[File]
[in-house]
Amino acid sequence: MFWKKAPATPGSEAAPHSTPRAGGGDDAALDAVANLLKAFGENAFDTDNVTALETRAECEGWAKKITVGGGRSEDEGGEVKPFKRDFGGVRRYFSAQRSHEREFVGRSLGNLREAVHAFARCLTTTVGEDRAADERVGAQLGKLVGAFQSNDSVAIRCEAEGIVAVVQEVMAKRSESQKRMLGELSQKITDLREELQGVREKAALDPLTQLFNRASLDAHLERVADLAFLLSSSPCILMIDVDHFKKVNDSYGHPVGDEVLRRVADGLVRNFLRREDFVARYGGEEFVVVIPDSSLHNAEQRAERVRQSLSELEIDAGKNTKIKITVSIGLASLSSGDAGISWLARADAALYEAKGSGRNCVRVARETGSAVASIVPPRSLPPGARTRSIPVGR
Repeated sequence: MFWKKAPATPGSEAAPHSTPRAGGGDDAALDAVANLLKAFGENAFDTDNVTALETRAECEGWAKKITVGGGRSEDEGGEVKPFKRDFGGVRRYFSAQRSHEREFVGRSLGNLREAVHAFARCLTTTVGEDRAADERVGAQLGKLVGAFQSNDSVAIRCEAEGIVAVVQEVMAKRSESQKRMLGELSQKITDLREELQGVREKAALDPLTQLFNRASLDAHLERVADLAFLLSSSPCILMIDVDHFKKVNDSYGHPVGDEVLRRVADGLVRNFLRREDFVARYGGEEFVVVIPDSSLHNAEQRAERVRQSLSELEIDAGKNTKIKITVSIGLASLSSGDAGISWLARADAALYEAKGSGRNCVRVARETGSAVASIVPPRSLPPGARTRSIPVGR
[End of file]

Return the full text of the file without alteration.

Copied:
[in-house]
Amino acid sequence: MFWKKAPATPGSEAAPHSTPRAGGGDDAALDAVANLLKAFGENAFDTDNVTALETRAECEGWAKKITVGGGRSEDEGGEVKPFKRDFGGVRRYFSAQRSHEREFVGRSLGNLREAVHAFARCLTTTVGEDRAADERVGAQLGKLVGAFQSNDSVAIRCEAEGIVAVVQEVMAKRSESQKRMLGELSQKITDLREELQGVREKAALDPLTQLFNRASLDAHLERVADLAFLLSSSPCILMIDVDHFKKVNDSYGHPVGDEVLRRVADGLVRNFLRREDFVARYGGEEFVVVIPDSSLHNAEQRAERVRQSLSELEIDAGKNTKIKITVSIGLASLSSGDAGISWLARADAALYEAKGSGRNCVRVARETGSAVASIVPPRSLPPGARTRSIPVGR
Repeated sequence: MFWKKAPATPGSEAAPHSTPRAGGGDDAALDAVANLLKAFGENAFDTDNVTALETRAECEGWAKKITVGGGRSEDEGGEVKPFKRDFGGVRRYFSAQRSHEREFVGRSLGNLREAVHAFARCLTTTVGEDRAADERVGAQLGKLVGAFQSNDSVAIRCEAEGIVAVVQEVMAKRSESQKRMLGELSQKITDLREELQGVREKAALDPLTQLFNRASLDAHLERVADLAFLLSSSPCILMIDVDHFKKVNDSYGHPVGDEVLRRVADGLVRNFLRREDFVARYGGEEFVVVIPDSSLHNAEQRAERVRQSLSELEIDAGKNTKIKITVSIGLASLSSGDAGISWLARADAALYEAKGSGRNCVRVARETGSAVASIVPPRSLPPGARTRSIPVGR